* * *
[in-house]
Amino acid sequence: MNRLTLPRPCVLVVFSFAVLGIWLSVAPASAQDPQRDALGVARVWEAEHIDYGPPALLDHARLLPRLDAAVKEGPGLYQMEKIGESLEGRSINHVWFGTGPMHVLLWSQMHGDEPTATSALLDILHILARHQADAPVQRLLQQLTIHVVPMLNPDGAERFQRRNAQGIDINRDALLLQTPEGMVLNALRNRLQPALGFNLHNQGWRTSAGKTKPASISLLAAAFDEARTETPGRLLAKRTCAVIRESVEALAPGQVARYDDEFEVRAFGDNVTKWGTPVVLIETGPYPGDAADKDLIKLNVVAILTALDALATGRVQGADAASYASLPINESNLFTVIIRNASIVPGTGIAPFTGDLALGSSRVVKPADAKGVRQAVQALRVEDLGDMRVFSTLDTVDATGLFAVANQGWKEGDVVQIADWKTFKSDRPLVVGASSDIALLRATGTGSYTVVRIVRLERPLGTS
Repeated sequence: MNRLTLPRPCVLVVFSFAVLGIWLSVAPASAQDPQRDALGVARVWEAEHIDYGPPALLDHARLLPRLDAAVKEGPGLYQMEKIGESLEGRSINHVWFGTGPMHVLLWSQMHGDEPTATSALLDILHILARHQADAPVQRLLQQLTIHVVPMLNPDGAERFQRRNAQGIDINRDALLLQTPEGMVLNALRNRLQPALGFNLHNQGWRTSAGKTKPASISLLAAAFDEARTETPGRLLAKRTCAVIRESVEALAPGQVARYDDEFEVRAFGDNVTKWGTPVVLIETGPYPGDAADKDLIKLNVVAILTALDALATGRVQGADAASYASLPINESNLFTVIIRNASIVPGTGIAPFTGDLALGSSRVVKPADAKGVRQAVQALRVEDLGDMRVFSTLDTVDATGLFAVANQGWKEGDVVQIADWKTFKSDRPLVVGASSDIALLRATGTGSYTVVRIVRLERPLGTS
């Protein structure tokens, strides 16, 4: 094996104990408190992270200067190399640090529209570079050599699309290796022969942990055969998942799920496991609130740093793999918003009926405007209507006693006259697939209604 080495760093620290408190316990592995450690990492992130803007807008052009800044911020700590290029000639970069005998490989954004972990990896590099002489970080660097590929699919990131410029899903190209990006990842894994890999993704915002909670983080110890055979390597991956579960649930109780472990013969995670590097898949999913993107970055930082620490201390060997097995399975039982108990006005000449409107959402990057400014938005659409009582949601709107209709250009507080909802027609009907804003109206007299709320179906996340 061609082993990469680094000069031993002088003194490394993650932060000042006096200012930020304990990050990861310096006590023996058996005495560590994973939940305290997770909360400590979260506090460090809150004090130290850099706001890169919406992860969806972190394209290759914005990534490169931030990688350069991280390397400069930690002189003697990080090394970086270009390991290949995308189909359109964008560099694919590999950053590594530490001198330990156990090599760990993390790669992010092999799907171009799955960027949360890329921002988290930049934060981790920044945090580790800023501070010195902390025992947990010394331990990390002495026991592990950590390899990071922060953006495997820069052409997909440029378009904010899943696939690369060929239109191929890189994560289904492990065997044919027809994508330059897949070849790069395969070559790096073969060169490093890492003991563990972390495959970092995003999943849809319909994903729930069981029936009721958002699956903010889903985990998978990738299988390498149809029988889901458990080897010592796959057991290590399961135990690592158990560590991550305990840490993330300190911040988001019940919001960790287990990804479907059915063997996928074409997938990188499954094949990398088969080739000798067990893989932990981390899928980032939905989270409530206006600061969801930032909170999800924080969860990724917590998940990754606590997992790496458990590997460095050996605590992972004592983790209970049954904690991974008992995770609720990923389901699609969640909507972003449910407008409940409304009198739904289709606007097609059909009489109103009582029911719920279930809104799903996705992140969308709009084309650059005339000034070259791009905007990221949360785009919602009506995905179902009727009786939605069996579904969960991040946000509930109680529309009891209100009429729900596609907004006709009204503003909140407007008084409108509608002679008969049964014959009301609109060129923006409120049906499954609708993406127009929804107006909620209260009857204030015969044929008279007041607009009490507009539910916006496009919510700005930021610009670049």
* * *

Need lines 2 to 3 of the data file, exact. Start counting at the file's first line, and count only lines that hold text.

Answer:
Amino acid sequence: MNRLTLPRPCVLVVFSFAVLGIWLSVAPASAQDPQRDALGVARVWEAEHIDYGPPALLDHARLLPRLDAAVKEGPGLYQMEKIGESLEGRSINHVWFGTGPMHVLLWSQMHGDEPTATSALLDILHILARHQADAPVQRLLQQLTIHVVPMLNPDGAERFQRRNAQGIDINRDALLLQTPEGMVLNALRNRLQPALGFNLHNQGWRTSAGKTKPASISLLAAAFDEARTETPGRLLAKRTCAVIRESVEALAPGQVARYDDEFEVRAFGDNVTKWGTPVVLIETGPYPGDAADKDLIKLNVVAILTALDALATGRVQGADAASYASLPINESNLFTVIIRNASIVPGTGIAPFTGDLALGSSRVVKPADAKGVRQAVQALRVEDLGDMRVFSTLDTVDATGLFAVANQGWKEGDVVQIADWKTFKSDRPLVVGASSDIALLRATGTGSYTVVRIVRLERPLGTS
Repeated sequence: MNRLTLPRPCVLVVFSFAVLGIWLSVAPASAQDPQRDALGVARVWEAEHIDYGPPALLDHARLLPRLDAAVKEGPGLYQMEKIGESLEGRSINHVWFGTGPMHVLLWSQMHGDEPTATSALLDILHILARHQADAPVQRLLQQLTIHVVPMLNPDGAERFQRRNAQGIDINRDALLLQTPEGMVLNALRNRLQPALGFNLHNQGWRTSAGKTKPASISLLAAAFDEARTETPGRLLAKRTCAVIRESVEALAPGQVARYDDEFEVRAFGDNVTKWGTPVVLIETGPYPGDAADKDLIKLNVVAILTALDALATGRVQGADAASYASLPINESNLFTVIIRNASIVPGTGIAPFTGDLALGSSRVVKPADAKGVRQAVQALRVEDLGDMRVFSTLDTVDATGLFAVANQGWKEGDVVQIADWKTFKSDRPLVVGASSDIALLRATGTGSYTVVRIVRLERPLGTS